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Livestock Guardian Dog Poop

 
John Oden
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Location: Dallas, TX
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Is there anything that can be done to control disease risk from a livestock guardian dog's poop? I'm planning to have a small, mob-grazed herd for the purpose of preparing land for planting crops. I like the idea of LGD's, but I don't think it's realistic to manually scoop all of their poop.

Thoughts?

John
 
Alder Burns
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Would a yield of poultry or fish food tempt you to be willing to scoop? Black soldier fly larvae will eat dog poop....and your own poop for that matter; and bring off such a yield. The residue will have less, not more, disease propagules than before it went into the grubs. If you like and can contrive it, said residue can then be sent to an earthworm bin for an additional protein yield, before going on to compost at last.....
 
John Oden
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Location: Dallas, TX
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Thanks Alder. I'm planning to have the dogs protecting my chickens, so chicken food would be an ideal outcome for the LGD poop. Are you saying Black Soldier Flies create something edible to chickens from the poop or do I have to vermicompost to make something the chickens want to eat?
 
William Bronson
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Will the chickens be in with the dogs?
If so I would be surprised if you even get a chance to pick it up. ..
 
John Oden
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Location: Dallas, TX
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I'm delighted that the chickens will directly eat the dog poop. Should I be concerned that e coli (or whatever pathogen) can pass from the dog poop, through the chicken, into my crops?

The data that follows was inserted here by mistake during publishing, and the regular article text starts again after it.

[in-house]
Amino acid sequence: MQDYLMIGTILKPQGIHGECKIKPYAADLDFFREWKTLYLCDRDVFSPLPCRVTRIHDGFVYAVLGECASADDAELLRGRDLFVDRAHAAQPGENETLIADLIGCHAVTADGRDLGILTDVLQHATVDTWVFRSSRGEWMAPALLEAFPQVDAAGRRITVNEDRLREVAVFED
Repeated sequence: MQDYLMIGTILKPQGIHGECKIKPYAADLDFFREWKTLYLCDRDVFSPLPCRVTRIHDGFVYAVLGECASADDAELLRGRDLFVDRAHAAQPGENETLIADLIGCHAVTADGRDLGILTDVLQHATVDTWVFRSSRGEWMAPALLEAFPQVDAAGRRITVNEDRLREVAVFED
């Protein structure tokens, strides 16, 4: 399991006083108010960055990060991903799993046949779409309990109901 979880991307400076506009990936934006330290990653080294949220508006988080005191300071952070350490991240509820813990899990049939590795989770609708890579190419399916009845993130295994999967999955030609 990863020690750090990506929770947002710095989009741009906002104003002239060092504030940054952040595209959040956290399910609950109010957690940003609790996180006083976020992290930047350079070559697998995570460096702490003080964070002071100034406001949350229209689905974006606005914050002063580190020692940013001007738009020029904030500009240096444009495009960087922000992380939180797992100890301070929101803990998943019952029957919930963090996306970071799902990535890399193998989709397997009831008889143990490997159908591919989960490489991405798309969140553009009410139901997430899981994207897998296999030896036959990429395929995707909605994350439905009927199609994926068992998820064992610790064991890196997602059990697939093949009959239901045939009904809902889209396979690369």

Su Ba
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Disease risk? For some reason people seem to think that if it's poop, then it must be disease ridden. My own husband treats any kind of poop as though it is toxic waste to be avoided at all cost. Good thing we never had a baby!

I worked in veterinary medicine my entire working life. I advised pet owners to avoid feeding their dogs raw foods if they wanted to use the poop as a fertilizer. Salmonella wasn't much of a problem 30-40 years ago, but meats and eggs of today have a far greater percentage of contamination problems. Commercial meats also are contaminated with other disease agents including antibiotic resistant bacteria. It makes no sense to me to feed raw commercial foods to my pet, thus introducing those problems to my own farm. Keep the pet's diet clean and they won't be welcoming those disease issues to your pasture.

Intestinal parasites are also a concern. As a caution I deworm every dog that is added to my own farm, cleaning up the poop immediately for several days so that any eggs being passed do not contaminate my land. New dogs get dewormed multiple times to completely eliminate worms. They are then routinely dewormed as the situation mandates. For example, I dewormed my dogs when they first arrived. I test for worms off and on but have never found a positive dog (except for one that once picked up strongyles from the horse) since the initial deworming. But then again, I don't allow other people's dogs on my farm since they very well could poop worm eggs.

With my own dogs, as long as I keep them clean I have no fear using the poop in my compost.
 
Alder Burns
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Soldier fly grubs will produce a food directly from the poop. Then, the residue the soldier flies leave behind can be given to earthworms, which will then produce a second feed yield.
But I did not think of simply giving the dog dirt directly to the chickens. That would be even more efficient! I'll have to try it!
 
Cj Sloane
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John Oden wrote:Is there anything that can be done to control disease risk from a livestock guardian dog's poop? I'm planning to have a small, mob-grazed herd for the purpose of preparing land for planting crops.


A mob grazed herd of what? One of the points of mob grazing is that the animals are fertilizing the land and the LGD will just add a little more fertilizer. If the poop from the herd has dissipated enough to plant in, the same will be true of the LDG poop.
 
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